Anti-bullying efforts paying off in a big way

There have been enough of these types of stories lately to declare that society is witnessing a significant shift when it comes to bullying.

Back in the day, the “cool” kids picked on the “weaker” ones. Fun times, indeed.

That’s changing. The “cool” kids now are the ones who intervene and protect their classmates, as Boyd Huppert’s story last night on KARE 11 shows.

Fifth grade boys in Mankato rallied to protect a classmate with special needs.

The boys also learned that James was adopted from an orphanage in Colombia and that six years later his new father was killed in a bicycle accident.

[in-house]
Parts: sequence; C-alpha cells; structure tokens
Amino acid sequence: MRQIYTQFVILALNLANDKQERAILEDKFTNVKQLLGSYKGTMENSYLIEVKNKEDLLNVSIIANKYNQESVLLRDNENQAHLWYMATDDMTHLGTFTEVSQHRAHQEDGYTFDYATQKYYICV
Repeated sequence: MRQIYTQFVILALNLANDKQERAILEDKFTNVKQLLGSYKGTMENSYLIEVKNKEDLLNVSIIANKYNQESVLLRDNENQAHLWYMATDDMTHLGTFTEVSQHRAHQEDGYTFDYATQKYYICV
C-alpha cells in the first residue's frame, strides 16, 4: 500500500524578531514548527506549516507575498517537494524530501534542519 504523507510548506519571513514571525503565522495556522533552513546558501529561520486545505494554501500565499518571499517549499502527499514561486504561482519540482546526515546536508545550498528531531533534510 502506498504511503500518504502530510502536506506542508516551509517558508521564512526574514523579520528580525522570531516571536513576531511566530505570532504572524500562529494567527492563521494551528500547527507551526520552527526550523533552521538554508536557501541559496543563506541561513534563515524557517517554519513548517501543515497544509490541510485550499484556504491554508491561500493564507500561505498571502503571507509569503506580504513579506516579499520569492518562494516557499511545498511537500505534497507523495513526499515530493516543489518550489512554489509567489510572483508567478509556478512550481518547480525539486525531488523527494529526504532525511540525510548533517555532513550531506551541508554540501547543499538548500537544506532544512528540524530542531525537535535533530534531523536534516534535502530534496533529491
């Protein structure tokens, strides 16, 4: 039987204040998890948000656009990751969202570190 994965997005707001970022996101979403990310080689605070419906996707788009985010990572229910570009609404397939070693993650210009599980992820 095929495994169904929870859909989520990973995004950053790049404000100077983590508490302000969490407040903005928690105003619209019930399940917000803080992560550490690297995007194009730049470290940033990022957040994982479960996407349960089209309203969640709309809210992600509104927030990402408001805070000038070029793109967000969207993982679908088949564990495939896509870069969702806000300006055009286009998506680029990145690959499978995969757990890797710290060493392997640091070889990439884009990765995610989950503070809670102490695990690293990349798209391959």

Since James doesn’t have a father to throw a ball to him, the boys have been glad to take on that roll.

“They’re changing him,” says James’ mom. “We just got a basketball hoop last week because he now loves basketball.”

And they’re still not done.

“We’re like, ‘Do you have any sports games?'” explains Jake. “And he was like, ‘No, I don’t have any video game systems.’ So that’s when I came up with the idea.”

With some of their own money and some from their parents, the boys recently delivered to James’ home, video games and new play station.

It was the first time friends from school had ever come to play with James.

The kids’ teacher says the school’s anti-bullying program deserves some of the credit, but she says the students’ kindness went far beyond her expectations.

A recent survey from the U.S. Department of Education’s National Center for Education proves that bullying at school is declining. Among kids ages 12 to 18, bullying dropped to 22% in 2013.